Childhood Lead Poisoning Prevention

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Childhood lead poisoning is a major, preventable environmental health problem. Blood lead levels as low as 10ug/dL are associated with harmful effects on children's learning and behavior. Very high blood lead levels >70ug/dL cause devastating health consequences, including seizures, coma, and death. In 1991, the U.S. Public Health Service called for a society-wide effort to eliminate childhood lead poisoning.

Many Texas homes built before 1978 were painted with lead-based paint. Chipping paint or remodeling a house covered in lead paint will create dust, fumes and flakes that can cause poisoning.

Most children are poisoned by lead dust that settles on floors, toys and other surfaces where it can easily get on children's hands and then into their mouth.

Food stored in some glazed pottery and ceramic ware or stored in open cans can absorb lead contaminates.

Old water pipes or bare soil can also contain lead contaminates.

 

 

Pay-loo-ah Indochina's remedy (red powder) for high fever; prevalent in the Hmong community
Azarcon Mexican treatment (bright orange) for empacho (intestinal illness) which is 90% lead (aka- Rueda, Coral, Maria Lusia, Liga, Alarcon, Alarzon
Greta Mexican treatment (yellow powder) for empacho which is 90% lead
Ghassard Asian Indian folk remedy (brown powder) given to aid digention
Kandu

Asian Indian folk remedy (red powder) used to treat stomach ache

Bali Goli Asian Indian folk remedy (red powder) used to treat stomach ache
Home and folk remedies:

Absorbing too much lead can hurt a child’s brain and nervous system, blood, kidneys, digestive system and reproductive system.

Headaches, memory problems, nervousness, poor hearing, cranky, reduced hand-eye coordination, tired/sleepy, learning problems, anemia, effects child’s maximum learning potential, stomach pain, poor appetite, nausea, weight loss, complications with pregnancy, miscarriages and sterilization.

THSteps Lead Contact Role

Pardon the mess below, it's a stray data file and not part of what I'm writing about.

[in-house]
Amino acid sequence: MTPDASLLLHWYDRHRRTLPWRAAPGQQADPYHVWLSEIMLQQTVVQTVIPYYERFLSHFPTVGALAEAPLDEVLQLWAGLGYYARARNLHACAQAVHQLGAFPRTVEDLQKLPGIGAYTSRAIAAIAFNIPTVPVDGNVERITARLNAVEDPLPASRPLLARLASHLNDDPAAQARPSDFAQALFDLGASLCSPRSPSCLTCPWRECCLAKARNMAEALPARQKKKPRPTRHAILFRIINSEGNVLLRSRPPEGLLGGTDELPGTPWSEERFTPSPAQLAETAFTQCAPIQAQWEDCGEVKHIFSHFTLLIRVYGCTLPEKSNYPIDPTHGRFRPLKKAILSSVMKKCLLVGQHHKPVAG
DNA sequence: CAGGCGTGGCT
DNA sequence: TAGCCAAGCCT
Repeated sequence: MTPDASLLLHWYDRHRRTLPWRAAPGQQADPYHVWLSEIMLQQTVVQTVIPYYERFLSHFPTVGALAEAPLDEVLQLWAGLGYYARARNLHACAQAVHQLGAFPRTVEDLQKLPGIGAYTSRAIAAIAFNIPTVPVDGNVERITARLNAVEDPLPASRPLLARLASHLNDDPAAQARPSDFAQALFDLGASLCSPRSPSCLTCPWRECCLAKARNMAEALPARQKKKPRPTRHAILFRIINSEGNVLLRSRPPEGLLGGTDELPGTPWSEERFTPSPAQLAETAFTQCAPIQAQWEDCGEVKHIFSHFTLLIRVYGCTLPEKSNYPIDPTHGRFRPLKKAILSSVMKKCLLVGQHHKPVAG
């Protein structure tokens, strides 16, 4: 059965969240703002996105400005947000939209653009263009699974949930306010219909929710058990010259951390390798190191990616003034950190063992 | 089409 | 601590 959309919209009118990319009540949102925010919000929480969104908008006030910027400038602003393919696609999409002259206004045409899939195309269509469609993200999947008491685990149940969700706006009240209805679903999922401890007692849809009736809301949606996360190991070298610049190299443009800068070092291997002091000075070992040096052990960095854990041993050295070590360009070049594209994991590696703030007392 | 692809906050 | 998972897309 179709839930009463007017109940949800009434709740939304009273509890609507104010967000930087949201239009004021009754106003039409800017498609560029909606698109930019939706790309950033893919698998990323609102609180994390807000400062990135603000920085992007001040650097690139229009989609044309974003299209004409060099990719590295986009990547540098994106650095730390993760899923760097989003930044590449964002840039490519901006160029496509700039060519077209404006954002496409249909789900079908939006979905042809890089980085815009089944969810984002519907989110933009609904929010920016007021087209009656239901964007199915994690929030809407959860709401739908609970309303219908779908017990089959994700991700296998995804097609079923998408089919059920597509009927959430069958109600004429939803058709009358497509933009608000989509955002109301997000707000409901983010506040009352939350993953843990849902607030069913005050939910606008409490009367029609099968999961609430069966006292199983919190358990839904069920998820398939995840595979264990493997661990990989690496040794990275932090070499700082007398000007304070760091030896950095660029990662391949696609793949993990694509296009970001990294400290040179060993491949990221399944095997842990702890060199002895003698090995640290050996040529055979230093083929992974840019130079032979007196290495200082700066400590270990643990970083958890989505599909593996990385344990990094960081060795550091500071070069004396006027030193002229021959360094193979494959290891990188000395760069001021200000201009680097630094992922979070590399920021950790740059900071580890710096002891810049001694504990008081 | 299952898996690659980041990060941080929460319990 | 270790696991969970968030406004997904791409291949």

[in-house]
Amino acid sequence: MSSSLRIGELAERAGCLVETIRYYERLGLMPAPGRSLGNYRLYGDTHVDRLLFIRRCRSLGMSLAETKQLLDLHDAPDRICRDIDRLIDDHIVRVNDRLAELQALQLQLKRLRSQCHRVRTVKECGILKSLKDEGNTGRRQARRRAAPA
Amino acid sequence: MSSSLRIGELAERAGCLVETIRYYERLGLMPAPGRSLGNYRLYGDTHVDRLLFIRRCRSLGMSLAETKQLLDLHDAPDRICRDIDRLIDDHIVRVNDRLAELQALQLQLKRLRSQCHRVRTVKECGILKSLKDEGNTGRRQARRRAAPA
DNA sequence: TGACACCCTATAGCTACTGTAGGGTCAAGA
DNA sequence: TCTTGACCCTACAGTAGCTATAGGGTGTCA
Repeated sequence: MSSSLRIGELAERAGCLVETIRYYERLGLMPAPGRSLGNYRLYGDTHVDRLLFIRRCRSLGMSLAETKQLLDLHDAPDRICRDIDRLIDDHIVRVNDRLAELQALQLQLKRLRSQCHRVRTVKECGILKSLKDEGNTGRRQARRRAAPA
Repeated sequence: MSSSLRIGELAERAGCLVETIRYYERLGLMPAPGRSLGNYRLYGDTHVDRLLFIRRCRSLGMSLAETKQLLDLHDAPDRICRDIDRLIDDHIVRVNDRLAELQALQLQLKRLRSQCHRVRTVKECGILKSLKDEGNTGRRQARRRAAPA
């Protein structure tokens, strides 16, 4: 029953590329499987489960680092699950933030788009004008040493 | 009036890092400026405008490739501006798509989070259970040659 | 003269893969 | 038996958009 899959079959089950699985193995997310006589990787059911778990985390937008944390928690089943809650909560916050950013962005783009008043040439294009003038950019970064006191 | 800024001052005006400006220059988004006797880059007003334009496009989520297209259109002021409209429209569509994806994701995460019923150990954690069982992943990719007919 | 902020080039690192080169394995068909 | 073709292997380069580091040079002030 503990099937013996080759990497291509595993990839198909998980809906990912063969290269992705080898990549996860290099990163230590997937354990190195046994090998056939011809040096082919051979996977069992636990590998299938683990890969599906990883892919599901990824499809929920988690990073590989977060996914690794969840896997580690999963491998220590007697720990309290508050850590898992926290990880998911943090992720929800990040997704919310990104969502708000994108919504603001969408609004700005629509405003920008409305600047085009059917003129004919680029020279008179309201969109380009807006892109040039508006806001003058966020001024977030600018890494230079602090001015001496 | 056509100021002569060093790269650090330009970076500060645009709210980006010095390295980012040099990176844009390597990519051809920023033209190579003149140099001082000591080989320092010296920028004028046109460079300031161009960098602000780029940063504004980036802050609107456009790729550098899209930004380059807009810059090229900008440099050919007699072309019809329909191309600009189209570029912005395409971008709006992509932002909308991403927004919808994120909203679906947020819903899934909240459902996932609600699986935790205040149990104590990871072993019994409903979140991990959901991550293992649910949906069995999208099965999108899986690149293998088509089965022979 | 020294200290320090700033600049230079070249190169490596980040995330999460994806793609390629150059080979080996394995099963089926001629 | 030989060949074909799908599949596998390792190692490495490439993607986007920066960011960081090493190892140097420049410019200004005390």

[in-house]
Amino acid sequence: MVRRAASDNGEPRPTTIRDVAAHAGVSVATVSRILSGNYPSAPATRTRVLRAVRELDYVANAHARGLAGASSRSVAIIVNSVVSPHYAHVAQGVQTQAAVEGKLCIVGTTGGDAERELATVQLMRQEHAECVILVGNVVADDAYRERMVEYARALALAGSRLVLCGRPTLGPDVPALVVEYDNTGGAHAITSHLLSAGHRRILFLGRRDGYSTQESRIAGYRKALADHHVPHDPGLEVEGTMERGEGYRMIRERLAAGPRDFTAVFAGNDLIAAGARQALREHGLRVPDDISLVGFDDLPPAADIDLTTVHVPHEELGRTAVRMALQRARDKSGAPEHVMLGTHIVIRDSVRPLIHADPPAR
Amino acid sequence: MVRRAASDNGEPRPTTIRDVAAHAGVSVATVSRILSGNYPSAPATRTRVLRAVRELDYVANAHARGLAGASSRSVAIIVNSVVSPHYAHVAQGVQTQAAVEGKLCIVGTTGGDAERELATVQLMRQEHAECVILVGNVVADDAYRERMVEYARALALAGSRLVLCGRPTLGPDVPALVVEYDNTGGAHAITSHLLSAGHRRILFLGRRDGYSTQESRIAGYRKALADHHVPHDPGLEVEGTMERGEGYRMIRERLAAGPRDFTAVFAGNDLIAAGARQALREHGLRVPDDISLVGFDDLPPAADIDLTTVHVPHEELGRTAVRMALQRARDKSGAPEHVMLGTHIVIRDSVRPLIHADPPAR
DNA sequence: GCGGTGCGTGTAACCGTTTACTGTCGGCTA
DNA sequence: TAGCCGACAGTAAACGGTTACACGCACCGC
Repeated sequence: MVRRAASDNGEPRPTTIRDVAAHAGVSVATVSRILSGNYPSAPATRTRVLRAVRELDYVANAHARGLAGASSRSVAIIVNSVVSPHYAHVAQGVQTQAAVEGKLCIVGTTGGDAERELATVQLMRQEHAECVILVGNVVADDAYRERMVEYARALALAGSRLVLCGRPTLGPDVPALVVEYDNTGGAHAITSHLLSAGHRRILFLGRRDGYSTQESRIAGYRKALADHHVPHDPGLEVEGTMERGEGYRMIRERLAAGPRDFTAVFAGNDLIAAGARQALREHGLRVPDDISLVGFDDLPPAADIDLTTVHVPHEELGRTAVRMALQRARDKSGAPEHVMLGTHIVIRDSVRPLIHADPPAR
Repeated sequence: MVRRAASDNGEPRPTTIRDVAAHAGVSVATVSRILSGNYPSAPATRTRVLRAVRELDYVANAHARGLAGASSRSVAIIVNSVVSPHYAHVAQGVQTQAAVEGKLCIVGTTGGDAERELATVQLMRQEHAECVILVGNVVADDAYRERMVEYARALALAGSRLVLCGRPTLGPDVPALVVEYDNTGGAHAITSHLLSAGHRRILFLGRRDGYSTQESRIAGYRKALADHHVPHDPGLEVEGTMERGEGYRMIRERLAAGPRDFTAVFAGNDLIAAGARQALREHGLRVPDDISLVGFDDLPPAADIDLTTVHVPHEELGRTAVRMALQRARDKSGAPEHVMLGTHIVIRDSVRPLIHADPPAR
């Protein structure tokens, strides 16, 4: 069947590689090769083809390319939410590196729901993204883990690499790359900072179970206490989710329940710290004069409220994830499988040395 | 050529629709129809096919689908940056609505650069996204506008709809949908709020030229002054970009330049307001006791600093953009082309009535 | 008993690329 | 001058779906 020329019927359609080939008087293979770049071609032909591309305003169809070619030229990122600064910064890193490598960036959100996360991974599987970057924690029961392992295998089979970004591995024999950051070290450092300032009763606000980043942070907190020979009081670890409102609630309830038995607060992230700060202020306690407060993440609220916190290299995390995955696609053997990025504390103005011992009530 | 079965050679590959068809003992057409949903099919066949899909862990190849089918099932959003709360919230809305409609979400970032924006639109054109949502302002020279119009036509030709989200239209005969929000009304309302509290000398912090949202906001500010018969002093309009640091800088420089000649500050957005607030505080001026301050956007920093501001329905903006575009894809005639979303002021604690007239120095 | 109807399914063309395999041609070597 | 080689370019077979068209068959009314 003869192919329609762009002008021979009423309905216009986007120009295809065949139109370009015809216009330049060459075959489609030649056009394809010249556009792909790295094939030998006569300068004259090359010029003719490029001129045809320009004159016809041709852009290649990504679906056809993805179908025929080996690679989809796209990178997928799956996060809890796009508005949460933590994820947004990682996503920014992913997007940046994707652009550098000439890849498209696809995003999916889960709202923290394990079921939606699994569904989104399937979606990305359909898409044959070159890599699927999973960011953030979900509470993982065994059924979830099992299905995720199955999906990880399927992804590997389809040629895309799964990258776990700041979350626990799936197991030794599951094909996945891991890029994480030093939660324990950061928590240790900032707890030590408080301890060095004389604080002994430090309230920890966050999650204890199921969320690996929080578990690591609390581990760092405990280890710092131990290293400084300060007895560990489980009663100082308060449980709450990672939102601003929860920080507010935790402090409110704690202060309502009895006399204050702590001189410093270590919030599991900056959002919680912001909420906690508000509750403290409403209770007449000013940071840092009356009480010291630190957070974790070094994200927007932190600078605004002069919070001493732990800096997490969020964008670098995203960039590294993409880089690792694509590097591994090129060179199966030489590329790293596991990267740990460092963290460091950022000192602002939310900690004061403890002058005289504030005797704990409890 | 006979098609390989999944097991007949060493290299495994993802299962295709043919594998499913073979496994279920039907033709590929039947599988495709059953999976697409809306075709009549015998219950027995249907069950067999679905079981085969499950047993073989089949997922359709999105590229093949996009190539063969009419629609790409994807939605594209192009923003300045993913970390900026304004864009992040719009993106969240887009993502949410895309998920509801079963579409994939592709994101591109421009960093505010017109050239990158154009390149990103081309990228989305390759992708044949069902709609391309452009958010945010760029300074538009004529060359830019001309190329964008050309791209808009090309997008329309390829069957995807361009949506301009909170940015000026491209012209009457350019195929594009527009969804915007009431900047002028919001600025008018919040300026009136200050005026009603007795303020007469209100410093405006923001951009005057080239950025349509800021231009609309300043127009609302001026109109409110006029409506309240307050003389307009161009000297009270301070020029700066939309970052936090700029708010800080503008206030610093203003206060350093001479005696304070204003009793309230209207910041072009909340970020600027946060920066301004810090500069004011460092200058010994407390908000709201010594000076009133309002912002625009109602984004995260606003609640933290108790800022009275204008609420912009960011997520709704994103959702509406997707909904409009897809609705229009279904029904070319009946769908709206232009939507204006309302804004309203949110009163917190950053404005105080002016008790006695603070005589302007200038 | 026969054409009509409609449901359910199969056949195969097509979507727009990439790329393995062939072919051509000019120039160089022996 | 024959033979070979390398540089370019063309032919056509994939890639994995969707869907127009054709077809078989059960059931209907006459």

Refer lead cases to appropriate programs within the Texas Department of Health for follow up.

Coordinate environmental assessments in areas where there is no local health department with this capability.

Notify interested parties of educational opportunities within Region 2/3.

Follow up with local providers to provide guidance on reporting elevated lead cases.

Reporting Requirements

Texas legislation requires providers report blood lead levels of 10ug/dL or greater in children 14 years old or younger.

If a provider chooses to use a lab other than the state lab, they are responsible for reporting elevated blood lead levels to the Texas Department of Health Bureau of Epidemiology.

Role of Health Care Providers

Give anticipatory guidance.

Administer blood lead test or Risk Assessment Questionnaire.

Provide family with lead education.

Provide follow up testing.

Anticipatory Guidance

Anticipatory guidance should be provided during prenatal care and during preventative care visits when children are 3-6 months old and again when they are 12 months of age. Parental guidance at these times might prevent some lead exposure and the resulting increase in blood levels that often occurs during a child’s second year of life.

Administer Blood Test of Risk Assessment Questionnaire

Administer blood test to Medicaid patients at 12 and 24 months

Administer a risk assessment questionnaire at 6 months, 18 months and 3,4,5, and 6 years of age. If the answer to any question is "yes" or “I don’t know”, administer a blood test.